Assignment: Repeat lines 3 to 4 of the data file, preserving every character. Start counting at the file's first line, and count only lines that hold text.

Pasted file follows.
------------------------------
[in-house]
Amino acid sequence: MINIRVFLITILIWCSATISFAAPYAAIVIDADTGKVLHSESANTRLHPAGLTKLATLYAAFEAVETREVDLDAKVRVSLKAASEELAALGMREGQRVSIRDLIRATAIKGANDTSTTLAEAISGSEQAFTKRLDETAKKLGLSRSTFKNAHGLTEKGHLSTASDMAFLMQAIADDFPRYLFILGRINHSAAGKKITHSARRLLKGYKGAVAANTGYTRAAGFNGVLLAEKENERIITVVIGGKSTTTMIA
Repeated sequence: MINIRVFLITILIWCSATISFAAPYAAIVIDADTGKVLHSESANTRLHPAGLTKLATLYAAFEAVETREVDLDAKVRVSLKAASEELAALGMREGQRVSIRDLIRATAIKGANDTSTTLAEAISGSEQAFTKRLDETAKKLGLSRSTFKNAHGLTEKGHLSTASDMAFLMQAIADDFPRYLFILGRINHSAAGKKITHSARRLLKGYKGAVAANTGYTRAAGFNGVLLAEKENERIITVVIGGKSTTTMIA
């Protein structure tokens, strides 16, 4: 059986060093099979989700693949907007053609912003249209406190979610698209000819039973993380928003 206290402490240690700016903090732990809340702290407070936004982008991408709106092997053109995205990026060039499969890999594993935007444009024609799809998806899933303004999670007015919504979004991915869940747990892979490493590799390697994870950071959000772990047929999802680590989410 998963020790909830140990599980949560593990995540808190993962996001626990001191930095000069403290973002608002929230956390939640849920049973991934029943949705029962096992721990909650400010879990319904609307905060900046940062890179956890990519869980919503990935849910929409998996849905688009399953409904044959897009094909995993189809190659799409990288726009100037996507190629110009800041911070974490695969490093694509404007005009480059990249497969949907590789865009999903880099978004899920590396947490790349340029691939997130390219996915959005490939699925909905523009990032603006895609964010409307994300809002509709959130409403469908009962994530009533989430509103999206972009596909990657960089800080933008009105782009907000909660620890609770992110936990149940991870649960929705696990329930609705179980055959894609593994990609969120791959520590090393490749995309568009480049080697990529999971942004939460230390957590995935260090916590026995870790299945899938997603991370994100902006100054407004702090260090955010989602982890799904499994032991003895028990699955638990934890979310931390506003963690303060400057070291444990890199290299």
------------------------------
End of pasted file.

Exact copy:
Repeated sequence: MINIRVFLITILIWCSATISFAAPYAAIVIDADTGKVLHSESANTRLHPAGLTKLATLYAAFEAVETREVDLDAKVRVSLKAASEELAALGMREGQRVSIRDLIRATAIKGANDTSTTLAEAISGSEQAFTKRLDETAKKLGLSRSTFKNAHGLTEKGHLSTASDMAFLMQAIADDFPRYLFILGRINHSAAGKKITHSARRLLKGYKGAVAANTGYTRAAGFNGVLLAEKENERIITVVIGGKSTTTMIA
């Protein structure tokens, strides 16, 4: 059986060093099979989700693949907007053609912003249209406190979610698209000819039973993380928003 206290402490240690700016903090732990809340702290407070936004982008991408709106092997053109995205990026060039499969890999594993935007444009024609799809998806899933303004999670007015919504979004991915869940747990892979490493590799390697994870950071959000772990047929999802680590989410 998963020790909830140990599980949560593990995540808190993962996001626990001191930095000069403290973002608002929230956390939640849920049973991934029943949705029962096992721990909650400010879990319904609307905060900046940062890179956890990519869980919503990935849910929409998996849905688009399953409904044959897009094909995993189809190659799409990288726009100037996507190629110009800041911070974490695969490093694509404007005009480059990249497969949907590789865009999903880099978004899920590396947490790349340029691939997130390219996915959005490939699925909905523009990032603006895609964010409307994300809002509709959130409403469908009962994530009533989430509103999206972009596909990657960089800080933008009105782009907000909660620890609770992110936990149940991870649960929705696990329930609705179980055959894609593994990609969120791959520590090393490749995309568009480049080697990529999971942004939460230390957590995935260090916590026995870790299945899938997603991370994100902006100054407004702090260090955010989602982890799904499994032991003895028990699955638990934890979310931390506003963690303060400057070291444990890199290299």